Like the typical single millennial woman, I consume a lot of media about being single. Whether it’s positive or negative or about wanting love or not wanting love, most of it rarely makes me re-examine any aspect of my dating life, but it sure is fun.
I just started reading “How to Date Men when You Hate Men” by Blythe Roberson and while it is an entertaining read (and this is by no means a full review), it got me to think about the differences between how I view crushes and how I view people I’ve actually dated.
She writes about the value of crushes. Which for one, is so validating! Crushes are awesome! You should have more crushes! Roberson how crushes are basically how we actually figure out what we want from a partner. They’re the blank slates onto which we project our romantic ideals. Crushes are rarely about the person you’re crushing on.
So I reflected on my long and illustrious history of crushes. There were a lot. Summer camp crushes, work crushes, that random hot dude with the eyebrow piercing I used to always see around campus. But among this esteemed and elite group, there were 3 who really stuck out. These were the Big Crushes. Like, if all my crushes lived on a deserted island, they’d be the ones in charge. And despite being 3 wildly different people who I liked at very different ages, the reasons underpinning my feelings for them were pretty similar.
The first one happened in fourth grade, and just in case anyone from Harrison Elementary will be reading this, we’ll call this dude Andy. I liked Andy for 3 reasons. He was HILARIOUS, profoundly kind, and thought I was really smart. Andy sat next to me in math class, and there was one time I was really frustrated because I kept getting these problems all wrong (because math sucks and is for ugly people). Andy was trying to explain it to me and I said something along the lines of “I’m such a dumbass” but in language more appropriate for a 10 year old. Most 10 year olds would have laughed, but Andy goes “you’re not dumb, you’re just really smart in a different way.” Which looking back is hella insightful for a 10 year old boy!!! Andy would later reject me in the 6th grade when I dropped a letter in his locker professing my love. I actually think he’s now a police officer or working towards being one so I dodged a bullet there, really. Both literally and figuratively.
The second was in high school and was equally ill fated. Again, this guy, let’s name him Peter, was really funny. But in a kind of witty, high brow way, or at least as highbrow as high schoolers in suburban New Jersey got. He was smart and the exact moment I realized I had a massive, crippling crush on him was after a debate in class. Because he complimented my arguing skills. Honestly, if you want me to fall in love with you just tell me that I’m right and I know how to fight.
And lastly my most recent all consuming crush, which happened in college. This I’ll keep to the barest of details because I’m not about to spill the tea publicly, but if you know you know. James obviously had a great sense of humor, but with the right to vote I also had expanded my definition of kind. Kindness now meant a radical compassion for the marginalized, and more than that, compassion that drove someone to action. And like his predecessors, I could tell that he valued my opinion and intelligence. That’s about all I’ll say on that.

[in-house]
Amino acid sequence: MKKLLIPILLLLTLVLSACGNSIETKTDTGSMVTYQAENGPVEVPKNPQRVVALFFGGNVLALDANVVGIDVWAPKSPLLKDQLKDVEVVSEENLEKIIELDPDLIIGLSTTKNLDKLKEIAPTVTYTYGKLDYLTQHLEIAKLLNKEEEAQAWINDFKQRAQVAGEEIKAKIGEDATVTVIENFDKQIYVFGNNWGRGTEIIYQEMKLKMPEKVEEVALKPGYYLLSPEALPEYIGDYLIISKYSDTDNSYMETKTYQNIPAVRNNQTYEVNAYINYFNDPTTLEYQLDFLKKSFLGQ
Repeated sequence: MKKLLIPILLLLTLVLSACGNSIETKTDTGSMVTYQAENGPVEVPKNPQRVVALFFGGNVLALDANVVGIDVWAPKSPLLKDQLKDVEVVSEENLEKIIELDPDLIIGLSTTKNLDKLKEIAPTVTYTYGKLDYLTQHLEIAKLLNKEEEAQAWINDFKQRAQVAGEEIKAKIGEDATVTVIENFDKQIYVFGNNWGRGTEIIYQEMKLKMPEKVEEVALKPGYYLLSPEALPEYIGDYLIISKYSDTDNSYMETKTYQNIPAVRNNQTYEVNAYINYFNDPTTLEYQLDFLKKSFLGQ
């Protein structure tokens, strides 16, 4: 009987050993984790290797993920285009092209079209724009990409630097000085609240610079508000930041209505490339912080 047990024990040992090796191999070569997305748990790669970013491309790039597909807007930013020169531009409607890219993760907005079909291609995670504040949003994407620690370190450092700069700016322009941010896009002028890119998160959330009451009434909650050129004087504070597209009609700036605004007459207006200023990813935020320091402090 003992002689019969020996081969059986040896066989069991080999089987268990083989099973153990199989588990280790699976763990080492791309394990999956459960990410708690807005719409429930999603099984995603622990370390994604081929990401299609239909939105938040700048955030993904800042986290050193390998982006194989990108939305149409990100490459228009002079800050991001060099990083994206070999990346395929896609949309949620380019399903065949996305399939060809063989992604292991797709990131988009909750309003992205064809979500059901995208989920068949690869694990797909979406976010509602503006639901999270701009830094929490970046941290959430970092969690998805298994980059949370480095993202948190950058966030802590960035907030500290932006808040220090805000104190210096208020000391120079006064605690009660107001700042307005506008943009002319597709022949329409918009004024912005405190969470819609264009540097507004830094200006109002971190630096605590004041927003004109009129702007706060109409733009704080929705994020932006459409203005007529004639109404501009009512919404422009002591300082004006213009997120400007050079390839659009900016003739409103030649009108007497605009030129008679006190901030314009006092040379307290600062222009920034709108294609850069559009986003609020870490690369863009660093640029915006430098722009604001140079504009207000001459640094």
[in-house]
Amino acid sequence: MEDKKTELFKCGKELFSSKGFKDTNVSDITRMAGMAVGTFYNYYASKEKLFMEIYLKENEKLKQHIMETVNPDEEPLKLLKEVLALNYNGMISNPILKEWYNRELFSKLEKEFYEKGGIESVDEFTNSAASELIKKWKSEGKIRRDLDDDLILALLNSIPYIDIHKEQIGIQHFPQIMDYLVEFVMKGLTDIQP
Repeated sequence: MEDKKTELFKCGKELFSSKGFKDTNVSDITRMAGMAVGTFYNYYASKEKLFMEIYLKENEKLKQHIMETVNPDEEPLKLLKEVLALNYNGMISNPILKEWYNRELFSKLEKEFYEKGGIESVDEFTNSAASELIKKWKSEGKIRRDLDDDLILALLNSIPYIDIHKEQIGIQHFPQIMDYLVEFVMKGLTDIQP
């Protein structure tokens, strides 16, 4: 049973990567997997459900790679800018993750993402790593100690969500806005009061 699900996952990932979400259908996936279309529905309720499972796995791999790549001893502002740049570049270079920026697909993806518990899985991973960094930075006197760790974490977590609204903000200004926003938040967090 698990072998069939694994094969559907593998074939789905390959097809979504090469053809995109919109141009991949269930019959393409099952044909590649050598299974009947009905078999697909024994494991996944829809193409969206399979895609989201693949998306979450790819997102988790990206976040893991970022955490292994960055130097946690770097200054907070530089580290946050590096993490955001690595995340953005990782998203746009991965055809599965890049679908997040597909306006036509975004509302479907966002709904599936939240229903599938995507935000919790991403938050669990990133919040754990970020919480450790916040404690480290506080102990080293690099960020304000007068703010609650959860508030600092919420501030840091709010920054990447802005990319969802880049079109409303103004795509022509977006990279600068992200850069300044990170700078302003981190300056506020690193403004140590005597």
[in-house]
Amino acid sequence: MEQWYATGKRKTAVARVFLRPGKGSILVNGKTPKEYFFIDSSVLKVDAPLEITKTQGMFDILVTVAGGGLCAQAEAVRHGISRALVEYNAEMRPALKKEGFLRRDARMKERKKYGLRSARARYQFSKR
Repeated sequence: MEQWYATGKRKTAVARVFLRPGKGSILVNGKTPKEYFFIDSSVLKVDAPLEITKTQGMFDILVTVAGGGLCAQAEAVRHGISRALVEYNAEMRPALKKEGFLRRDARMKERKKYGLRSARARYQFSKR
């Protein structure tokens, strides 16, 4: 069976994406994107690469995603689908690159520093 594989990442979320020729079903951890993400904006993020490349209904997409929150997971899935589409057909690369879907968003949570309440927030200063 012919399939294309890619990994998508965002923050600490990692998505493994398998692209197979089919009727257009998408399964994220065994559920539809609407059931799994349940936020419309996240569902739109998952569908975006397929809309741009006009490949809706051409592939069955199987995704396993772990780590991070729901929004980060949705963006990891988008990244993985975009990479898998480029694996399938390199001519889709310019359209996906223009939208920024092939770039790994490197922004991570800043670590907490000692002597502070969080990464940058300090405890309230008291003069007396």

So logically you would think that in dating I would seek out funny, kind, social justice oriented men, who appreciated my intelligence. However, I have always been a damn fool. Literally not one person I’ve dated has fulfilled those characteristics. None of them were funny (I was the primary source of lols), they possessed an average level of kindness and consideration for a young male adult (so not an overwhelming amount), and their interest in extended that compassion to the oppressed was performative at best. I mean, most of them were cishetero white men, so I really should have seen that coming.
I know this is really elementary stuff, but it just shows how powerfully women are influenced by the pressure to be partnered, to fall in love. I think I mainly dated these dudes because they weren’t terrible (for the most part), I was attracted to them, and they liked me. A cute guy wanting to hang out with you is a really good way of liking said cute boy. Throw in some loneliness conjured by a living in a city in your early 20s and an extroverted nature and that’s basically how boyfriends are made.
I always thought that as I got older I would ascend to a higher plane in the way that I approached dating. Maybe I would get into polyamory or have a harem or finally not be the girl who texts back immediately. But maybe 10 year old Sydelle was onto something (besides crushing on cops).
Think about this way: if you didn’t match with them on Tinder and they didn’t immediately ask you out for drinks, and instead, they were the barista at your favorite coffee shop or a coworker or your best friend’s boyfriend’s friend, would you have a crush on them? If the answer is no, do you just like them because they’re cute and available and interested and it’s still technically cuffing season? Often our standards for crushes feel higher than the people we are actually kissing and introducing to our friends. Which is bonkers!
I figure the lesson here is: treat your potential partners like crushes, also have more crushes. It’s good for you.